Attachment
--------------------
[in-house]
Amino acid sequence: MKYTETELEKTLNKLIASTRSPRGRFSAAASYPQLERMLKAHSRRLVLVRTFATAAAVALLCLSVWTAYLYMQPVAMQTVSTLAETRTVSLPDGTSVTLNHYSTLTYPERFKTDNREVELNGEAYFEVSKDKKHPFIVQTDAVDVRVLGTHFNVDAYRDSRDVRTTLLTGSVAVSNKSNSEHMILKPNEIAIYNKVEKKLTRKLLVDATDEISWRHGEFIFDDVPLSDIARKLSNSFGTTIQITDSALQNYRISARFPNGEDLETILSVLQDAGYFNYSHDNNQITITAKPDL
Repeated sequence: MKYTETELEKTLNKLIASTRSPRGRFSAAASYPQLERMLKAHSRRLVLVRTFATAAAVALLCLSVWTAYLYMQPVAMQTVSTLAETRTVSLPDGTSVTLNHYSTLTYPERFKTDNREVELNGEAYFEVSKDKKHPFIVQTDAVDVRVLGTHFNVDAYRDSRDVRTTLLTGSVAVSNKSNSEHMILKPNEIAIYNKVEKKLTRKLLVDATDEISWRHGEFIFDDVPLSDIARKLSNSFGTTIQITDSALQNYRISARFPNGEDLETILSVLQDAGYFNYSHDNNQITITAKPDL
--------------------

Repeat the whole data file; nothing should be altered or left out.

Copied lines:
[in-house]
Amino acid sequence: MKYTETELEKTLNKLIASTRSPRGRFSAAASYPQLERMLKAHSRRLVLVRTFATAAAVALLCLSVWTAYLYMQPVAMQTVSTLAETRTVSLPDGTSVTLNHYSTLTYPERFKTDNREVELNGEAYFEVSKDKKHPFIVQTDAVDVRVLGTHFNVDAYRDSRDVRTTLLTGSVAVSNKSNSEHMILKPNEIAIYNKVEKKLTRKLLVDATDEISWRHGEFIFDDVPLSDIARKLSNSFGTTIQITDSALQNYRISARFPNGEDLETILSVLQDAGYFNYSHDNNQITITAKPDL
Repeated sequence: MKYTETELEKTLNKLIASTRSPRGRFSAAASYPQLERMLKAHSRRLVLVRTFATAAAVALLCLSVWTAYLYMQPVAMQTVSTLAETRTVSLPDGTSVTLNHYSTLTYPERFKTDNREVELNGEAYFEVSKDKKHPFIVQTDAVDVRVLGTHFNVDAYRDSRDVRTTLLTGSVAVSNKSNSEHMILKPNEIAIYNKVEKKLTRKLLVDATDEISWRHGEFIFDDVPLSDIARKLSNSFGTTIQITDSALQNYRISARFPNGEDLETILSVLQDAGYFNYSHDNNQITITAKPDL